8. Silas Redd, Penn State: 125.82
2010 stats: 437 yards, 2 TD, 0 fum., 40-77
Comparable efficient passer: Ryan Katz (126.4)
Most efficient game 2010 vs. jNW: 256.86 RR, 131 yards, 1 TD, 9-1
When you are backing up the schools all-time leading rusher, you are going to have troubles finding a lot of playing time. He only got double-digit carries in two games last year, making for a tough year to be efficient. Royster was the one to punch the ball in the endzone, so the low TD number hurts Redd's rating. It will be interesting to see how he develops with the questions at QB at Penn State.
9. Mike Trumpy, Northwestern: 125.56
2010 stats: 530 yards, 4 TD, 0 fum., 68-116
Comparable efficient passer: Jerrod Johnson (125.4)
Most efficient game 2010 vs. Illinois: 250.35 RR, 129 yards, 2 TD, 8-13
I'm going to get yelled at for not having Persa as Northwestern's rusher, but I'm pretty sure (although I didn't do the statistics) that Trumpy had the better stats. He had more yardage and more ypc, which is a big deal when it comes to efficiency. Persa will be in full force this year, but don't be surprised if they hand the ball off more to Trumpy for saftey sake.
10. Darius Willis, Indiana: 121.39
2010 stats: 278 yards, 4 TD, 0 fum., 30-64
Comparable efficient passer: Jeremiah Masoli (121.1)
Most efficient game 2010 vs. Towson: 197.93 RR, 102 yards, 2 TD, 6-14
Not a very impressive year for Indiana running backs. 278 yards? Denard Robinson had 258 vs. Notre Dame. Ben Chappell was an impressive quarterback, but for a team to be successful, there needs to be some kind of balance. Willis may get his chance this year with a new quarterback in the system.
11. Nathan Scheelhaase, Illinois: 114.67
2010 stats: 868 yards, 5 TD, 5 fum., 111-185
Comparable efficient passer: Austen Arnaud (116.2)
Most efficient game 2010 vs. Northern Illinois: 178.59 RR, 115 yards, 1 TD, 11-16
Scheelhaase is a threat. But efficiency wise? Not so much. Averaging 4.6 yards a carry isn't anything too impressive and the lack of TD's for a rusher with 850+ yards, along with the abundance of fumbles makes him less efficient than he is as an overall athlete. He is a great passer with legs as a threat. This year he will have to carry more of the load now that Leshoure is gone, so expect his numbers to go up.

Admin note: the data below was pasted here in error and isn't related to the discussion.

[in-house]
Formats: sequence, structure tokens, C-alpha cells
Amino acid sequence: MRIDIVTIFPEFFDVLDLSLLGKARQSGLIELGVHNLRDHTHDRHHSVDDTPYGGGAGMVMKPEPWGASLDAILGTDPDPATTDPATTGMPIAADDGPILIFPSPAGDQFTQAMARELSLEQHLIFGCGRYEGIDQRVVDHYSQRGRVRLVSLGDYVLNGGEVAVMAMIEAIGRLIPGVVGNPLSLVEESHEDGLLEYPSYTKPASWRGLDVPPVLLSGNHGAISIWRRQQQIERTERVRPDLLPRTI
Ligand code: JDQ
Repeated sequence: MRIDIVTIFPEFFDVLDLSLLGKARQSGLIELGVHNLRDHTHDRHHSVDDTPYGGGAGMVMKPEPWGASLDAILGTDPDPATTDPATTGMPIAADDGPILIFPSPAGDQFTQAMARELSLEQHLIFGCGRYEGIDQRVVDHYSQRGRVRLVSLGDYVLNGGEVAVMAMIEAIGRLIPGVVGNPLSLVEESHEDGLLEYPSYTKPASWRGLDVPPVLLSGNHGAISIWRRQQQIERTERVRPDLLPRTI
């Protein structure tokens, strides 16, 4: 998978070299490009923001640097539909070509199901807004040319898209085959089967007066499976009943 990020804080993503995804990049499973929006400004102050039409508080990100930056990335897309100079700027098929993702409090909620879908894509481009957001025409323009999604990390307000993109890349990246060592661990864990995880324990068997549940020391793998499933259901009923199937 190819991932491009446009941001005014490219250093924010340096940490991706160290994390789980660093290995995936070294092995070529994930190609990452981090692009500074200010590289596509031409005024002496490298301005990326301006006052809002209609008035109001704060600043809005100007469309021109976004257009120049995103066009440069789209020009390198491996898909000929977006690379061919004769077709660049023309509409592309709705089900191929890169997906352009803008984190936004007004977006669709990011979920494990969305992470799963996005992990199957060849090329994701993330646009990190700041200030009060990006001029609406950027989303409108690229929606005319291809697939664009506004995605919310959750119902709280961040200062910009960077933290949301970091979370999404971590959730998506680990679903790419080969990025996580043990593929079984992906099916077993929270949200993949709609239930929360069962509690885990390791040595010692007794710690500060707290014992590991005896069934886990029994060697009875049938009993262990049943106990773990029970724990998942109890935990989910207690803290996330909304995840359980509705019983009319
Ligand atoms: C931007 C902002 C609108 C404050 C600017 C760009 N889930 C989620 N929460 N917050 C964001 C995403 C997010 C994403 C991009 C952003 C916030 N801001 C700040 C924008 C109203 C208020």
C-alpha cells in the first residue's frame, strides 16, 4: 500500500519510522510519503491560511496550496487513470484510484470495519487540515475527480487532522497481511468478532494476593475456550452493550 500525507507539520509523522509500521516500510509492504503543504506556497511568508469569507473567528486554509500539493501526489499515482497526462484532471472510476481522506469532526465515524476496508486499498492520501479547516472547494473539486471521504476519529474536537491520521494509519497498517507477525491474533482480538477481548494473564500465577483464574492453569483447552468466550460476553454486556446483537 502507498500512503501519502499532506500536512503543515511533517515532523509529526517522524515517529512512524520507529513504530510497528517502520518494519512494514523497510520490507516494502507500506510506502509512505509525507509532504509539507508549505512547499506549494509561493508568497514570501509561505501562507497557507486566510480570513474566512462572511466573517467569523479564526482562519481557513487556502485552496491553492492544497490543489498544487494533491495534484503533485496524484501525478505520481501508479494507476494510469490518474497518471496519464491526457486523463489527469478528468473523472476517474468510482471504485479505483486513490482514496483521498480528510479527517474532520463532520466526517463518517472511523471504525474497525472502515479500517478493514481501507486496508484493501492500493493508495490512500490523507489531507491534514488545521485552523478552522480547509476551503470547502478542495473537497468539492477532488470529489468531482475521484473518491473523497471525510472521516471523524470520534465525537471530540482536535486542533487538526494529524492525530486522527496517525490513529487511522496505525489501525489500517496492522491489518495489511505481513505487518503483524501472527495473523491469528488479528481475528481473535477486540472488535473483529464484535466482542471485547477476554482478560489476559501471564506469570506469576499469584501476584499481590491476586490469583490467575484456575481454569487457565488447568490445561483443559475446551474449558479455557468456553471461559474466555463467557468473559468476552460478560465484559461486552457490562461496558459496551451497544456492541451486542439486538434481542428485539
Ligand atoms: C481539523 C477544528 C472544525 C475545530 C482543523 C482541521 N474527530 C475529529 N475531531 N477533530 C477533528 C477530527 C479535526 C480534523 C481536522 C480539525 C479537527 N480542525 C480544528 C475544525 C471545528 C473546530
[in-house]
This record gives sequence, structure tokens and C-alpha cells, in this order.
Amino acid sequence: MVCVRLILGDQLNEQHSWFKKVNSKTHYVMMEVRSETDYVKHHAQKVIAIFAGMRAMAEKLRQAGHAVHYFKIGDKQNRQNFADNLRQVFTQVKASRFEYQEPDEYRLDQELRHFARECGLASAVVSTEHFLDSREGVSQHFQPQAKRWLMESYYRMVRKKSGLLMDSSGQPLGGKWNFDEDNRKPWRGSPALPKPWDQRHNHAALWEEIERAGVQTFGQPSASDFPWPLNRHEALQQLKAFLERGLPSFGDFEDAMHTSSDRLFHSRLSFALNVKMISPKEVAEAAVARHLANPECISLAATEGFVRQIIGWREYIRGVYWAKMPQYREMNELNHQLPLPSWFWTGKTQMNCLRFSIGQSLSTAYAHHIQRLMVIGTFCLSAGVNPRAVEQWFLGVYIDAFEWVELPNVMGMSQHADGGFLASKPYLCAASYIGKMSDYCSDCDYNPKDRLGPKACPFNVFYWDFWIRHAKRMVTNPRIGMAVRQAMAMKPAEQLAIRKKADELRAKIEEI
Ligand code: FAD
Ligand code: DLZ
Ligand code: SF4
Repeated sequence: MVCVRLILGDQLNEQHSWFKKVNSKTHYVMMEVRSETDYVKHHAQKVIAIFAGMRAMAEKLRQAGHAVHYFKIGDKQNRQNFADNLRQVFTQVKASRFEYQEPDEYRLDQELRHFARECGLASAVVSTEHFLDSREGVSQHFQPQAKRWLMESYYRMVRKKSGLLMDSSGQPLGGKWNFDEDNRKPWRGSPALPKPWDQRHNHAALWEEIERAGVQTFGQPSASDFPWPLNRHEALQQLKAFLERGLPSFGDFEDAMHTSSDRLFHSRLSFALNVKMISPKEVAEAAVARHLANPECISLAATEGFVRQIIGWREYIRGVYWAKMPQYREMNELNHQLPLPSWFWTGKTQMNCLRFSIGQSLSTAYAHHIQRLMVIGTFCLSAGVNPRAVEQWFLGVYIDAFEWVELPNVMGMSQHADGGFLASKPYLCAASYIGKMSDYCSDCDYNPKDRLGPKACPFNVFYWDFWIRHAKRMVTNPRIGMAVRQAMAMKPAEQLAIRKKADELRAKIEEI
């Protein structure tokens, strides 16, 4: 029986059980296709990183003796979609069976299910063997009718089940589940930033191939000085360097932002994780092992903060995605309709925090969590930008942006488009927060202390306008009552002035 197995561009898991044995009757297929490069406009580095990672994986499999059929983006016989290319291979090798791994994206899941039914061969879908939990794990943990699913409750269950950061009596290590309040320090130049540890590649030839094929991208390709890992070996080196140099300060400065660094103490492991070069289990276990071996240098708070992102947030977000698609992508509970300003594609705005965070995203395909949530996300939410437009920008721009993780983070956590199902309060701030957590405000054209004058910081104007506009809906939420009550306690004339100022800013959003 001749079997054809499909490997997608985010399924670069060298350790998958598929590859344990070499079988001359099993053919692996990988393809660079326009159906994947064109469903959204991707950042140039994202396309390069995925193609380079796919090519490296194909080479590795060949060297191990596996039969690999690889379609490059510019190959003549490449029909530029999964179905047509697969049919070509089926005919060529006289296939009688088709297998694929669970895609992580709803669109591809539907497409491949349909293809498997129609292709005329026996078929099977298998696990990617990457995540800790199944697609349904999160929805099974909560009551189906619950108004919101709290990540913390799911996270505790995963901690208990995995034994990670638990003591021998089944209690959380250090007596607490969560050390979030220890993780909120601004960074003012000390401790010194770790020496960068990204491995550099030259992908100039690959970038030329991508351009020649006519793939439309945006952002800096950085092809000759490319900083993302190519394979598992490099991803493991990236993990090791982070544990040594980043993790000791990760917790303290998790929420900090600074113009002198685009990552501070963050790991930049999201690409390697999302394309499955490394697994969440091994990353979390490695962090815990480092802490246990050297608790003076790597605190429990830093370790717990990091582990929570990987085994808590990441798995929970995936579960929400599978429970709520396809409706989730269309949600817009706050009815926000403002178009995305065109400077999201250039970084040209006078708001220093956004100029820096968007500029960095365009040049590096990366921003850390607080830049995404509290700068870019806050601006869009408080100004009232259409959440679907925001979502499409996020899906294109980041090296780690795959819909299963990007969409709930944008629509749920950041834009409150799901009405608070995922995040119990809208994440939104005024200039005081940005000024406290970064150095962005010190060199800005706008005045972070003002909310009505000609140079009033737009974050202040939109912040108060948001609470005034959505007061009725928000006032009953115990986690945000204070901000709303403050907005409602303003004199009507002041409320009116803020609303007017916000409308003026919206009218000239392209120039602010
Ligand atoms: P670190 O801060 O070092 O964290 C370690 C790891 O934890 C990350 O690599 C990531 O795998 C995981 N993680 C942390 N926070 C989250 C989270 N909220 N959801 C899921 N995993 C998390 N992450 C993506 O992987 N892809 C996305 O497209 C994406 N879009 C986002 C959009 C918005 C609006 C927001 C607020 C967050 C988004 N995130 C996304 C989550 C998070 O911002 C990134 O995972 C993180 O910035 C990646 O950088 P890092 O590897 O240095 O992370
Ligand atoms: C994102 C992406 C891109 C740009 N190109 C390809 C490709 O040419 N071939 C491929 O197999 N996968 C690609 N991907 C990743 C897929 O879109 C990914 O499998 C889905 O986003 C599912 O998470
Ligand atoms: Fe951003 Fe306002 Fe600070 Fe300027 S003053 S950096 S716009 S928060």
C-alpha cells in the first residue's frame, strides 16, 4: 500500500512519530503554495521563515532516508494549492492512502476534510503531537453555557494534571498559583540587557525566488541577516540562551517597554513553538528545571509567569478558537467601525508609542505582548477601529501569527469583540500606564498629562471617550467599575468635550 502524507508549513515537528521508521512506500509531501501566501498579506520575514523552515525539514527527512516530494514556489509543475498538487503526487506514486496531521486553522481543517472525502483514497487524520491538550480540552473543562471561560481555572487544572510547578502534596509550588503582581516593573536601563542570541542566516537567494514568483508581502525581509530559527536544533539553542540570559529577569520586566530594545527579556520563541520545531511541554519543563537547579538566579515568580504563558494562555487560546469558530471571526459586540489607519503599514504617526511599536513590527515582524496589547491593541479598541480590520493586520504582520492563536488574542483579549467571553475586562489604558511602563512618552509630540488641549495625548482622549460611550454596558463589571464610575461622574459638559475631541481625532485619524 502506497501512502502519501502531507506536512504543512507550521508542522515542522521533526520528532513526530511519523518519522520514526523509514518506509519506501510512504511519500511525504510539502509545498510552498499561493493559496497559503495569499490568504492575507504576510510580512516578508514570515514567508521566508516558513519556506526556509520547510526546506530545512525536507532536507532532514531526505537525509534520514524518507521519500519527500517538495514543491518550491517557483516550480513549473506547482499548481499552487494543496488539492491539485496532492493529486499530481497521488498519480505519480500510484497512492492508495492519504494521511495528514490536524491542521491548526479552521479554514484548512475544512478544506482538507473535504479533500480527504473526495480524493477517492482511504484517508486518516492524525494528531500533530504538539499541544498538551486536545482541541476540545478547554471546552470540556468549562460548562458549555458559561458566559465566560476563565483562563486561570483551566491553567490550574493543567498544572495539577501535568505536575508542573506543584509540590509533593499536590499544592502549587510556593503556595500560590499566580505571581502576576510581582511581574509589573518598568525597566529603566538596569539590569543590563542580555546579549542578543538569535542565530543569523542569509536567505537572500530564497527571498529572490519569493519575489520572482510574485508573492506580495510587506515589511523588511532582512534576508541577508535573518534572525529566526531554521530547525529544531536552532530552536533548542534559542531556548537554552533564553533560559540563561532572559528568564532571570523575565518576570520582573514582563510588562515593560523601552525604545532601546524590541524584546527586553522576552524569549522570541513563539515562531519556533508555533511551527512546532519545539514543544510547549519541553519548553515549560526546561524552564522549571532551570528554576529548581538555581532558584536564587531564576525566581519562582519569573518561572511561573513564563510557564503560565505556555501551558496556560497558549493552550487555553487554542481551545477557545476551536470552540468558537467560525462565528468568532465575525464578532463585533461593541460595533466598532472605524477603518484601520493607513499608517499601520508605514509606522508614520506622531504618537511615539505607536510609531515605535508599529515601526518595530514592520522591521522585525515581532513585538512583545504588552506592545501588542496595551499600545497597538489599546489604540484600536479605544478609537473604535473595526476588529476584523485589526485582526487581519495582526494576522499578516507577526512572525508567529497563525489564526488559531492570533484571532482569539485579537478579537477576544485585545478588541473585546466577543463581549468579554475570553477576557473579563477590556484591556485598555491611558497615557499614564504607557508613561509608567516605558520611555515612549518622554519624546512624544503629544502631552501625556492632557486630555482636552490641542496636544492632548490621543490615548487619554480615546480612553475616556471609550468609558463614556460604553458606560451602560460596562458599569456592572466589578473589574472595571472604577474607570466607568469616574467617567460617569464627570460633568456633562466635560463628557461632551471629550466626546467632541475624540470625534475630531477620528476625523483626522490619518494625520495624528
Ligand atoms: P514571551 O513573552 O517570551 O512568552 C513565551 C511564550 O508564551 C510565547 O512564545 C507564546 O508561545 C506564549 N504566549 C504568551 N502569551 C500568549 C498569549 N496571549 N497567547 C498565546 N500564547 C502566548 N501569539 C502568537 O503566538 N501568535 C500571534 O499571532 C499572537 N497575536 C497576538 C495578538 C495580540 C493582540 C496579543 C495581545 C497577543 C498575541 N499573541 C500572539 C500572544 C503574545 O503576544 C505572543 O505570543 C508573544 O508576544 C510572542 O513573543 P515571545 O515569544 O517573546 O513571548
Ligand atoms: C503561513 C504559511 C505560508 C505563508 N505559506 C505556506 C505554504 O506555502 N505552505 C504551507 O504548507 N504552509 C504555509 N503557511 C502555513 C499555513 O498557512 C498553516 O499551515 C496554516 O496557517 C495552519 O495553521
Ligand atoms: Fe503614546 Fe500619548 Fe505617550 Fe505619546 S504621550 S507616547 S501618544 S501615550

12. Duane Bennett, Minnesota: 112.23
2010 stats: 529 yards, 3 TD, 0 fum., 66-123
Comparable efficient passer: Garrett Gilbert (111.0)
Most efficient game 2010 vs. SDSU: 182.89 RR, 104 yards, 2 TD, 11-18
This is abysmal. To put it in perspective, Austen Arnaud was a more efficient passer than Duane Bennett is a runner. Now, 529 yards and 3 TD's isn't horrible for a 2nd string back, but when you average less YPC than any other rusher in the B1G, you are not efficient. Nearly half of his runs were 2 yards or less and that will not get you first downs. Minnesota is going to need Marqu
is Gray to step up in the run game.
So there you have it. Please, please, please tell me your opinion and what may need changing. If you have any requests, I will be happy (maybe) to run the stats and post them below. My main goal is to have the weekly thread on BHGP during the football season, but if it's popular enough here, I would be more than happy to do it on here. Please vote in the poll so I know whether this is a good idea or horrible idea. Thanks!
Note: This took me 3 days to get all of the information. I had to go to ESPN.com, find every team's returning rusher, click on every game individually, go to the play-by-play, and analyze every single carry each runner had. This was extremely tedious and pretty boring after a while. If you are going to criticize my formula, please do it nicely. I observed over 1,780 rushing attempts individually to correctly compile these statistics. Until you spend hours and hours of research over one stupid formula, I don't want to hear how this was completely dumb. Thank you again.
As requested, I will do a ranking based on just B1G running backs alone, no QB's. Not going to do the summary or season stats, etc. I'm keeping this one simple. Here it goes:
1. James White, Wisconsin: 196.77
Note: Montee Ball has a rating of 193.61. Wisconsin may not need Russell Wilson to win a natl. title this year.
2. Jason Ford, Illinois: 160.51 (inflated, due to high TD number)
3. Dan Herron, Ohio State: 159.62
4. Edwin Baker, Michigan State: 155.85
5. Rex Burkhead, Nebraska: 135.96
6. Marcus Coker, Iowa: 127.90
7. Silas Redd, Penn State: 125.82
8. Mike Trumpy, Northwestern: 125.56
9. Darius Willis, Indiana: 121.39
10. Vincent Smith, Michigan: 117.72
11. Duane Bennett, Minnesota: 112.23
12. Reggie Pegram, Purdue: 34.70 (on only 5 carries. Purdue has NO proven backs)